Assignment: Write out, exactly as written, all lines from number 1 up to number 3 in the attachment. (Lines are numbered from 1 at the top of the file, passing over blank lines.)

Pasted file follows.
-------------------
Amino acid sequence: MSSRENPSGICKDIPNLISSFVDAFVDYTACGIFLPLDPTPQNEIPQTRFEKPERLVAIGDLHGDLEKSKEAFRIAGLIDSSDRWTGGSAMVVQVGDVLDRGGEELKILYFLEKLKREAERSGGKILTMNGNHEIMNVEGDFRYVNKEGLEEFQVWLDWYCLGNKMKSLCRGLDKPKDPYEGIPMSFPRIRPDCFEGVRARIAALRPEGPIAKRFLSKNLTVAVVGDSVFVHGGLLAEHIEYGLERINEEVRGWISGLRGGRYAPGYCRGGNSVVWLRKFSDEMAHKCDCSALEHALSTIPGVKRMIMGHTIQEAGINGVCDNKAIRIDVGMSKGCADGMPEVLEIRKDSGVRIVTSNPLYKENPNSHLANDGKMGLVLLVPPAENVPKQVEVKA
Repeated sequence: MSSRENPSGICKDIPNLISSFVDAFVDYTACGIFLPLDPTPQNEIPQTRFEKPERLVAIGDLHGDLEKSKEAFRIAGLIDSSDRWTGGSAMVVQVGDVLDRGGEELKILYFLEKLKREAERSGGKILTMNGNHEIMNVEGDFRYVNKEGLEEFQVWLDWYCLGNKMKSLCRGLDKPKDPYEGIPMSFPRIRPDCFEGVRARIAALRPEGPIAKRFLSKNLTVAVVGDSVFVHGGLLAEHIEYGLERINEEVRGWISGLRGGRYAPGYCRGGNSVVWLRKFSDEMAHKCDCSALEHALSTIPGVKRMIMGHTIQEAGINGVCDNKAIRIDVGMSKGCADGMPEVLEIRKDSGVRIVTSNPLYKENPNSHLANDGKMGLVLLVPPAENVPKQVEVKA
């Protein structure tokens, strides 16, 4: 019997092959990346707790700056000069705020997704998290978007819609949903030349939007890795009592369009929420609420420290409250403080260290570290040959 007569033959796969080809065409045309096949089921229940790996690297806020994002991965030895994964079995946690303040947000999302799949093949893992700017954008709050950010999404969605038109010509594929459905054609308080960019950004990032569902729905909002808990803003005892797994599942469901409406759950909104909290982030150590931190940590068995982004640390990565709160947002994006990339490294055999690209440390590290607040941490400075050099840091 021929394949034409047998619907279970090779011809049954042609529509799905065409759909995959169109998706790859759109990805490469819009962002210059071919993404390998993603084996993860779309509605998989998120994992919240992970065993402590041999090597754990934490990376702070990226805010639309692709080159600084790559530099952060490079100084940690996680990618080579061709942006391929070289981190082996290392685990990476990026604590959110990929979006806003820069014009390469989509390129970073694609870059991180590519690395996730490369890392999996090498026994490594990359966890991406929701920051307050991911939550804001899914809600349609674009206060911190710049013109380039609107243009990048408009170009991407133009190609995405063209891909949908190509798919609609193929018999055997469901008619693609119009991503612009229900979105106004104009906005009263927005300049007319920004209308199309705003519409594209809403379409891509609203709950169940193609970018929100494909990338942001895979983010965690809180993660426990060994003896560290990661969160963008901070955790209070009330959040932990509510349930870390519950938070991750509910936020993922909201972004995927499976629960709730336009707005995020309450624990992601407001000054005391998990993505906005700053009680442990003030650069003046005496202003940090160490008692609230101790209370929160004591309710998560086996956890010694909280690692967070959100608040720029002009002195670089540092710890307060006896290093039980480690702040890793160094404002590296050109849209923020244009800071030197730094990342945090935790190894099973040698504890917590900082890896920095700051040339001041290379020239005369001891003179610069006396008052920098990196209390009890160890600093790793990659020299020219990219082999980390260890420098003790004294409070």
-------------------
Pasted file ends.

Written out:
Amino acid sequence: MSSRENPSGICKDIPNLISSFVDAFVDYTACGIFLPLDPTPQNEIPQTRFEKPERLVAIGDLHGDLEKSKEAFRIAGLIDSSDRWTGGSAMVVQVGDVLDRGGEELKILYFLEKLKREAERSGGKILTMNGNHEIMNVEGDFRYVNKEGLEEFQVWLDWYCLGNKMKSLCRGLDKPKDPYEGIPMSFPRIRPDCFEGVRARIAALRPEGPIAKRFLSKNLTVAVVGDSVFVHGGLLAEHIEYGLERINEEVRGWISGLRGGRYAPGYCRGGNSVVWLRKFSDEMAHKCDCSALEHALSTIPGVKRMIMGHTIQEAGINGVCDNKAIRIDVGMSKGCADGMPEVLEIRKDSGVRIVTSNPLYKENPNSHLANDGKMGLVLLVPPAENVPKQVEVKA
Repeated sequence: MSSRENPSGICKDIPNLISSFVDAFVDYTACGIFLPLDPTPQNEIPQTRFEKPERLVAIGDLHGDLEKSKEAFRIAGLIDSSDRWTGGSAMVVQVGDVLDRGGEELKILYFLEKLKREAERSGGKILTMNGNHEIMNVEGDFRYVNKEGLEEFQVWLDWYCLGNKMKSLCRGLDKPKDPYEGIPMSFPRIRPDCFEGVRARIAALRPEGPIAKRFLSKNLTVAVVGDSVFVHGGLLAEHIEYGLERINEEVRGWISGLRGGRYAPGYCRGGNSVVWLRKFSDEMAHKCDCSALEHALSTIPGVKRMIMGHTIQEAGINGVCDNKAIRIDVGMSKGCADGMPEVLEIRKDSGVRIVTSNPLYKENPNSHLANDGKMGLVLLVPPAENVPKQVEVKA
């Protein structure tokens, strides 16, 4: 019997092959990346707790700056000069705020997704998290978007819609949903030349939007890795009592369009929420609420420290409250403080260290570290040959 007569033959796969080809065409045309096949089921229940790996690297806020994002991965030895994964079995946690303040947000999302799949093949893992700017954008709050950010999404969605038109010509594929459905054609308080960019950004990032569902729905909002808990803003005892797994599942469901409406759950909104909290982030150590931190940590068995982004640390990565709160947002994006990339490294055999690209440390590290607040941490400075050099840091 021929394949034409047998619907279970090779011809049954042609529509799905065409759909995959169109998706790859759109990805490469819009962002210059071919993404390998993603084996993860779309509605998989998120994992919240992970065993402590041999090597754990934490990376702070990226805010639309692709080159600084790559530099952060490079100084940690996680990618080579061709942006391929070289981190082996290392685990990476990026604590959110990929979006806003820069014009390469989509390129970073694609870059991180590519690395996730490369890392999996090498026994490594990359966890991406929701920051307050991911939550804001899914809600349609674009206060911190710049013109380039609107243009990048408009170009991407133009190609995405063209891909949908190509798919609609193929018999055997469901008619693609119009991503612009229900979105106004104009906005009263927005300049007319920004209308199309705003519409594209809403379409891509609203709950169940193609970018929100494909990338942001895979983010965690809180993660426990060994003896560290990661969160963008901070955790209070009330959040932990509510349930870390519950938070991750509910936020993922909201972004995927499976629960709730336009707005995020309450624990992601407001000054005391998990993505906005700053009680442990003030650069003046005496202003940090160490008692609230101790209370929160004591309710998560086996956890010694909280690692967070959100608040720029002009002195670089540092710890307060006896290093039980480690702040890793160094404002590296050109849209923020244009800071030197730094990342945090935790190894099973040698504890917590900082890896920095700051040339001041290379020239005369001891003179610069006396008052920098990196209390009890160890600093790793990659020299020219990219082999980390260890420098003790004294409070």